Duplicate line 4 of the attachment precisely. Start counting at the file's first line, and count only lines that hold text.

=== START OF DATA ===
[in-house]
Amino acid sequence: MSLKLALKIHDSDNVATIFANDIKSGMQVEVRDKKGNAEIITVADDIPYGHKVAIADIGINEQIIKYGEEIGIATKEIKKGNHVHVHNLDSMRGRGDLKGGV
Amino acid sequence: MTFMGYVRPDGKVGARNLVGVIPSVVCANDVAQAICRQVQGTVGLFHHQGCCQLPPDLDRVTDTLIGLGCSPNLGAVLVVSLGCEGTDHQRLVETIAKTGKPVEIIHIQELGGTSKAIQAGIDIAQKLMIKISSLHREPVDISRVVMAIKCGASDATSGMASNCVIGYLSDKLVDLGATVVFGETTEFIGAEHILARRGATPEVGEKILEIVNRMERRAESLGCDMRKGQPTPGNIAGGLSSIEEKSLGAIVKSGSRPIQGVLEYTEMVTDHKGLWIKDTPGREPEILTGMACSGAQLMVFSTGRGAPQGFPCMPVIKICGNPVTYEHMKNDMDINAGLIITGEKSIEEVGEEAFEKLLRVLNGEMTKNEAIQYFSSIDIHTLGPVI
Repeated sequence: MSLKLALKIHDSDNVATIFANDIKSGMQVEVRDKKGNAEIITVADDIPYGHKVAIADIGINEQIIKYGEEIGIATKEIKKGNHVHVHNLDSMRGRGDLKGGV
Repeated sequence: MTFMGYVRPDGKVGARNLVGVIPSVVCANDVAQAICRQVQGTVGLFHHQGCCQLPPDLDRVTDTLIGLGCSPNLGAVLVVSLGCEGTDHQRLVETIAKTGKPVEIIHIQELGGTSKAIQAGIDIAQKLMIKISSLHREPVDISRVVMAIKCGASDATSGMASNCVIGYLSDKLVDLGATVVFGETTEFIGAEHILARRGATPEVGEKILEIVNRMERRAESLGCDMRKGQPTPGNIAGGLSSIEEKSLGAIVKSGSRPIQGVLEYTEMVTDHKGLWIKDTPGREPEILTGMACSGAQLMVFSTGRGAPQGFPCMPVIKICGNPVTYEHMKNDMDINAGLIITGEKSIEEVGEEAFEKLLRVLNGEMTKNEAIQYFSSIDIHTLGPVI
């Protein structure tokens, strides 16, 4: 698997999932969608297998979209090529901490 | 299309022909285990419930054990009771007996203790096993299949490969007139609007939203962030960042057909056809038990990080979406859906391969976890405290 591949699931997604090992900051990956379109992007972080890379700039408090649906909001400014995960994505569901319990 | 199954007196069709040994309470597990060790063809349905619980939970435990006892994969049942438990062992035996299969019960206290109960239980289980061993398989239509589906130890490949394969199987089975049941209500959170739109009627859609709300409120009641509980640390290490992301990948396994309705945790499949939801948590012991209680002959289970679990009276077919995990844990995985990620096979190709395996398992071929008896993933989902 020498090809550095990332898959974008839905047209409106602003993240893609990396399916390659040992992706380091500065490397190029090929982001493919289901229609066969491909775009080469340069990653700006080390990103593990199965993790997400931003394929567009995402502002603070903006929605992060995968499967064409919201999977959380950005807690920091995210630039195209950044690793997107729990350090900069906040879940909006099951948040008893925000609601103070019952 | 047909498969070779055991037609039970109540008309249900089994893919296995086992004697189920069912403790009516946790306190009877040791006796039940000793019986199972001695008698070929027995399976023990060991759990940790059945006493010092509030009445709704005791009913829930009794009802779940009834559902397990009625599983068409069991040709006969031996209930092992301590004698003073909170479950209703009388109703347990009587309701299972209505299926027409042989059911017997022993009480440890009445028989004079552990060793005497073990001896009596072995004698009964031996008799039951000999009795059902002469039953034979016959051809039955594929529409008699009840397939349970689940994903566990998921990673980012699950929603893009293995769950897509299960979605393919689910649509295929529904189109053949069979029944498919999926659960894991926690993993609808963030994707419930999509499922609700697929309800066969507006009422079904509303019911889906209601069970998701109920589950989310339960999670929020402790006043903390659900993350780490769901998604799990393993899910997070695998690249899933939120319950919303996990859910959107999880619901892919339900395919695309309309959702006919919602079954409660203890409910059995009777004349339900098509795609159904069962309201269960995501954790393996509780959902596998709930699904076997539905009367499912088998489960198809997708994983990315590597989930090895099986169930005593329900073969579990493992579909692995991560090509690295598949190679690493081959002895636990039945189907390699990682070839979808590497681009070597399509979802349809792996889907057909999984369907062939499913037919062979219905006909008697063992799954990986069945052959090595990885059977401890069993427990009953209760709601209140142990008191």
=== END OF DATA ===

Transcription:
Repeated sequence: MSLKLALKIHDSDNVATIFANDIKSGMQVEVRDKKGNAEIITVADDIPYGHKVAIADIGINEQIIKYGEEIGIATKEIKKGNHVHVHNLDSMRGRGDLKGGV